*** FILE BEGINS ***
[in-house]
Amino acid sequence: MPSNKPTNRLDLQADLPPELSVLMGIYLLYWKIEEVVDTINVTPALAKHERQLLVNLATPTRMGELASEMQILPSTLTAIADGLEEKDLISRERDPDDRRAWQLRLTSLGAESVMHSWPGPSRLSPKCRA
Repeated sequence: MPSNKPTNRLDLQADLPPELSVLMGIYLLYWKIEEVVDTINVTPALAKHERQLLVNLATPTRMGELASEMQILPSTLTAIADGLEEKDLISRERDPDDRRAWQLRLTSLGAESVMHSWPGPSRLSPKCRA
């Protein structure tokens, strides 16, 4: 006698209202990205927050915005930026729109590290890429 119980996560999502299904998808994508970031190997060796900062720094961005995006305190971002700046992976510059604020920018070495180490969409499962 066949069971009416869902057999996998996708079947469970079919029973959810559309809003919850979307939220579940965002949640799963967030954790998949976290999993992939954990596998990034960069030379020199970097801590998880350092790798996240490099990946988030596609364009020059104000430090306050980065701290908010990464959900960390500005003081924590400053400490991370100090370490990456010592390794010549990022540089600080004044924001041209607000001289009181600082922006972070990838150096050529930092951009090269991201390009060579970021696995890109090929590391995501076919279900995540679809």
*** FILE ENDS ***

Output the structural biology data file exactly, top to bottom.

[in-house]
Amino acid sequence: MPSNKPTNRLDLQADLPPELSVLMGIYLLYWKIEEVVDTINVTPALAKHERQLLVNLATPTRMGELASEMQILPSTLTAIADGLEEKDLISRERDPDDRRAWQLRLTSLGAESVMHSWPGPSRLSPKCRA
Repeated sequence: MPSNKPTNRLDLQADLPPELSVLMGIYLLYWKIEEVVDTINVTPALAKHERQLLVNLATPTRMGELASEMQILPSTLTAIADGLEEKDLISRERDPDDRRAWQLRLTSLGAESVMHSWPGPSRLSPKCRA
């Protein structure tokens, strides 16, 4: 006698209202990205927050915005930026729109590290890429 119980996560999502299904998808994508970031190997060796900062720094961005995006305190971002700046992976510059604020920018070495180490969409499962 066949069971009416869902057999996998996708079947469970079919029973959810559309809003919850979307939220579940965002949640799963967030954790998949976290999993992939954990596998990034960069030379020199970097801590998880350092790798996240490099990946988030596609364009020059104000430090306050980065701290908010990464959900960390500005003081924590400053400490991370100090370490990456010592390794010549990022540089600080004044924001041209607000001289009181600082922006972070990838150096050529930092951009090269991201390009060579970021696995890109090929590391995501076919279900995540679809």